So you can see it’s coming but are we ready? And that’s what I am trying to do, I want us to be ready, I want us to harness this technology, I want us to have our own DNA and so the relationship with BYD is going to create that in a very simple way. Teachers have to assemble and then that give us the knowledge to develop a unique product for our continent. That vacuum that would be left between when hydro carbon stops, to electric cars coming into play, is between now and 2030.   I believe Nigeria should be in that position of leadership on the continent. So, Nigus is to develop this idea that by early next year, we would start importing the vehicles, we have a show here that we want to do on  November 26, which would show case the car, the SUV, the bus; we are going to be showcasing the industrial applications which are tractors and forklifts. Even municipal vehicles like trash compactors and water trucks are driven by electricity.

 

What is your partnership with Abuja mass transit all about?

We have gone far enough to go to Abuja infrastructure Investment Company within FCTA? And the minister has been kind enough to listen to us; he is excited by the project; we would like to see if we can make Abuja one of the first cities to go green with this public transport and we are providing a project with Abuja mass transit through the Abuja infrastructure investment firm, to bring those buses into Nigeria by next year and that would be a PPP proposition with the minister of FCT. We realized that by our E6 Nigus BYD car on the road, that is also a great way for people to see on the road that these cars are moving and they are doing very well and you get to experience it first hand.   The cost of operations of electric taxi compared to hydro carbon taxi is a third of the cost of running a taxi in a year and the reason for that is that if you charge the E6 battery for the taxi, it would be 500 kilometers on one charge.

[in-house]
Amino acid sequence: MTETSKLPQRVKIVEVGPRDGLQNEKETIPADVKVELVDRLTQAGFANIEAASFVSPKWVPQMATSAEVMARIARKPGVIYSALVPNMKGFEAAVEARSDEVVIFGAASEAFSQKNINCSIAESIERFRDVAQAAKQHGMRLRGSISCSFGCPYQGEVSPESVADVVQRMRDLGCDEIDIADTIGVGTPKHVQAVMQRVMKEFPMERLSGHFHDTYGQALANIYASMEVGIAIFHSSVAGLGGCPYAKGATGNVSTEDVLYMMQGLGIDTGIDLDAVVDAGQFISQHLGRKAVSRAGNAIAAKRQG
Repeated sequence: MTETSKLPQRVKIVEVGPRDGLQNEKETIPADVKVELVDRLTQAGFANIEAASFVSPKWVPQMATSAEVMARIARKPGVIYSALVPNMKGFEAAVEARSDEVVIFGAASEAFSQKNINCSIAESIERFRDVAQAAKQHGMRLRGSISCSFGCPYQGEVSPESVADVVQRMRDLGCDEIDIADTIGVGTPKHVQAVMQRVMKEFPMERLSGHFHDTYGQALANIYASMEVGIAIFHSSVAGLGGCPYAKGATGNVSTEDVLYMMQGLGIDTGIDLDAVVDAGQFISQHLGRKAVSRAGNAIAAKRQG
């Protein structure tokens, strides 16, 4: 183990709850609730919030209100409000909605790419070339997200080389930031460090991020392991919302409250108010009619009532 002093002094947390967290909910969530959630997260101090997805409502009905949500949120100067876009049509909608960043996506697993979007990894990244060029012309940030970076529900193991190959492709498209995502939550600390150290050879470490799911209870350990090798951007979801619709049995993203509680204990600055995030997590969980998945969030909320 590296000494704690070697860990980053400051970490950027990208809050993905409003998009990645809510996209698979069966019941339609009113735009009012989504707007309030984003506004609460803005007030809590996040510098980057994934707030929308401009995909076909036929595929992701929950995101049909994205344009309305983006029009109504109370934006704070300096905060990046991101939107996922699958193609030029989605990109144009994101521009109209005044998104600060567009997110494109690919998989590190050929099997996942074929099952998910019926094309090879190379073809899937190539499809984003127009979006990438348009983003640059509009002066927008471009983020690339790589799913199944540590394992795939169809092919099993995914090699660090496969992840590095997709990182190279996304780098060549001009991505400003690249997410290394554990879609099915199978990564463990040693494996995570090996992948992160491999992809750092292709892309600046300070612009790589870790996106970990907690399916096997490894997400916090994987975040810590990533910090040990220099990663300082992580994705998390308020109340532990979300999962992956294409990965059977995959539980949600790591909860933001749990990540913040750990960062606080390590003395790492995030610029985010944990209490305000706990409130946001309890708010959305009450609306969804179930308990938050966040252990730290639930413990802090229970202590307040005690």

So during the day time when the taxi is out running, it’s storing the power, when you come at night, it’s only an hour of charge, you put it in and it charges the battery but there’s also something interesting about the batteries; they are 40 kilowatt batteries that are like a 45 KVA generator. You can actually take your connection plug and connect it to the car and it would light your house up, it would give you all the energy, including your AC, it’s not like a normal inverter where you cannot put your AC.   The car can revert the power and deliver it in your home.

What about charging stations?

We are also looking to a joint venture with NNPC with BP in South Africa.   We are talking about hydro carbon companies redefining themselves to energy companies.  When we sat with them in South Africa we said why don’t you have these solar charging stations in your mega stations and it is the same thing we want to do with NNPC.    We are not going to have many of them initially but as people begin to adopt and adapt    to this, it is going to be something we will start seeing in people’s homes.  Electric cars are here to stay and if anyone is under the illusion that electrified vehicles are a novel idea they have not only lost the bus they have missed what is coming in front of them and this is not time to field fiction.

 

What will be the cost of an electric car?

You cannot always be certain with these things because there are two things there.   There are high grade versions which are the engines, gasoline engine and electric which are also phenomenal vehicles to use in case if one isn’t available, you could always use the other and switch between both and that’s the technology we are also thinking we might introduce at the same time, but you are looking at vehicles that are ranging between $26,000 and a $100,000 everything in between on cars and trucks.   And nothing is different except for the running cost and you use it in comparable terms at the most 20% higher than the combustible engine car as far as the price is concerned.    However, the operational cost is far less.   Servicing of engine, no fuelling, no belt and the other parts of the engine that motorists regularly replace.   The only most important cost component in the electric car is the battery. One consideration we are looking at is to lease batteries to electric car owners.   You can buy you car without a battery and obtain battery on lease.   This will also open up business opportunities for many other players to participate in the sector.